Blossoms owners to restore renowned architect's home

Chris Azzopardi

Norm Silk and Dale Morgan never thought 21 years ago – when they first moved to Palmer Woods in Detroit – that they would restore a house designed by famous architect Frank Lloyd Wright in the same neighborhood. But this spring Silk and Morgan, co-owners of Blossoms flower boutique in Birmingham for over 30 years, will move into the Wright home off West Seven Mile Road.
"How many people can own a Frank Lloyd Wright house?" Silk said.
Silk and Morgan will begin the bidding process for contractors to give the 4,200-square feet house a face-lift in the coming weeks and anticipate several months of construction.
"I think it was a wonderful opportunity to live in an architecturally significant building and we enjoy the challenge of the restoration as well," Silk said.
For several years the couple had been contemplating moving into a more contemporary looking house, but they jumped at the opportunity when they realized the home was endangered a few months ago.
"In spite of the fact it's had a lot of neglect over the years, it's really very sound and very much intact," Silk said. "The problems it has are due to neglect and has nothing to do with the design or anything else. Just pure neglect and lack of maintenance."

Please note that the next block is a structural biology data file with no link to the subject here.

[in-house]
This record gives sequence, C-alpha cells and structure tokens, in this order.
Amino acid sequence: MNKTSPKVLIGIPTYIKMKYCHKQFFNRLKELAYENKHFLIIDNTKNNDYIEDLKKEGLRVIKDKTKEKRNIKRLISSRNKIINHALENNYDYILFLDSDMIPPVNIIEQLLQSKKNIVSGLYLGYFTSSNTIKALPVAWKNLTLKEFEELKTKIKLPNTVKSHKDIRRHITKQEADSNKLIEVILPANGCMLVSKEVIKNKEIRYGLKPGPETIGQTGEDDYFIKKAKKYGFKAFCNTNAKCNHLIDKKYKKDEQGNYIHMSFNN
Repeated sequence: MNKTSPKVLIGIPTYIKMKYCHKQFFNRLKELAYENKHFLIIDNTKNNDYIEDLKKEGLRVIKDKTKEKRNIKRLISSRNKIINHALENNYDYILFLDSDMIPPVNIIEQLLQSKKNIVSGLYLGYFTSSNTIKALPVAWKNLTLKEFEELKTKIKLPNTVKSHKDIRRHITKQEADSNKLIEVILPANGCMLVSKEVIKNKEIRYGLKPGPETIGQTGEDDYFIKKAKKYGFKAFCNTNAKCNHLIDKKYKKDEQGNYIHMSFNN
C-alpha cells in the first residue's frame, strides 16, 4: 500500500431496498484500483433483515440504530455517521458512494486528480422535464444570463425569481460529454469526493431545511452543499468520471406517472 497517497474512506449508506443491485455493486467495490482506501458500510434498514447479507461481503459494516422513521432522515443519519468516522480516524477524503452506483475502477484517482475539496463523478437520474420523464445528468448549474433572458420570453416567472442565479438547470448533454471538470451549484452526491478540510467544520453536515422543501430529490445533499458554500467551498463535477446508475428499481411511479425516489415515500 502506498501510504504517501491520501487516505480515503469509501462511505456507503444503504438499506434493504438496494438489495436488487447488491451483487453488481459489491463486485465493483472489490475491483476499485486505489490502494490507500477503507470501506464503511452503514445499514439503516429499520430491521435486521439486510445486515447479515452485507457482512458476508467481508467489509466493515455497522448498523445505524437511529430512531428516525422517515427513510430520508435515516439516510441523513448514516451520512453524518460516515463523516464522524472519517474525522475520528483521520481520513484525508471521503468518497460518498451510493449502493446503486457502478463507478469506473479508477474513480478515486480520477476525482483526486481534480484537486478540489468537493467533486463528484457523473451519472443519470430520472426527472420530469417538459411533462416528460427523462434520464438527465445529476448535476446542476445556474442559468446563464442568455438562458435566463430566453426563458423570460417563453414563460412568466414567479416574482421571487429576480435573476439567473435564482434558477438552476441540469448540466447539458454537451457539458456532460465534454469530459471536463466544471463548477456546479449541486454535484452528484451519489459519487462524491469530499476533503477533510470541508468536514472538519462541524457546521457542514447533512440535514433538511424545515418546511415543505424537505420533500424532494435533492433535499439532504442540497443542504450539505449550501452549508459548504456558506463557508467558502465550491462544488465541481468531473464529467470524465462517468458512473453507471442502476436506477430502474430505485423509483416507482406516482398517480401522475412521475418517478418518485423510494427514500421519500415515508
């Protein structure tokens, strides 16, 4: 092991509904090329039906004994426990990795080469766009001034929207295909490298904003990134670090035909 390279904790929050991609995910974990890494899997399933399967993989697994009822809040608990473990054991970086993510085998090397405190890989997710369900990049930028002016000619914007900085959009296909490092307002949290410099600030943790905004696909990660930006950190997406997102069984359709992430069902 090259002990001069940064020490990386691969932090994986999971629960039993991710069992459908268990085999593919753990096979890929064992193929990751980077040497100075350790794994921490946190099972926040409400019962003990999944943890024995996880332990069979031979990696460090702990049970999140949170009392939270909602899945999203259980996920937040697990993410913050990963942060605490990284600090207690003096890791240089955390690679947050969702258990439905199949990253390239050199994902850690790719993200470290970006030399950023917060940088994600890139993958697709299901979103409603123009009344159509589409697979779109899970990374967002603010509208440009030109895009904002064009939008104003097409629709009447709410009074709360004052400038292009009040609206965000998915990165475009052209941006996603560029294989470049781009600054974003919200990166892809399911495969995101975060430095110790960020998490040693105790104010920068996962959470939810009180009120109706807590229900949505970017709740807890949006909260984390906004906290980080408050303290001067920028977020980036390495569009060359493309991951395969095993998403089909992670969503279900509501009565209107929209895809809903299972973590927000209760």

The home doesn't have a functioning heating system, kitchen or bathroom and the roof leaks. Silk said that's what kept potential home buyers away.
"You'd have to make a pretty major investment up front to get those things corrected and I think that's one reason there was a lot of interest in it, it had real special needs."
But Silk and Morgan are willing to make the investment and plan on renovating it to Wright's standards. "We've retained an architect who is highly involved in frank Lloyd Wright projects, so he's very familiar with the construction and how to renovate something in a modern way without destroying the integrity of the building," Silk said.
Builders will replace the vinyl counter tops with granite – a more modern material. New cushions will take the place of old, worn ones. The living area – known on the blue print as the "music room" – will be used as a garden room.
"It's a two-story room that looks into the woods and into the gardens and with the woods beyond, it's just magnificent and it has to have a couple of hundred windows in it. It's all squares of glass two-stories high that wraps around. It's just beautiful."
Built in 1957, the economical Usonian Automatic style home is the only two-story one of its kind. The house has no basement, no attic and little ornamentation.
"It's all house," Silk said.
Wright invented the style in the '30s and although he used the same window and block patterns, the houses are distinctly designed.
"It's not like a subdivision," Silk said. "You won't find it repeated every third house."
While there are several Wright houses in Michigan, Morgan and Silk's is the only one in Detroit.
"I think Mr. Wright is one of the most important American architects that we've had. He's just a revolutionary designer, well-known all over the world (and) his designs are highly respected," Silk said. "… It's just amazing to think that someone 90 years old could have the vision that he did."


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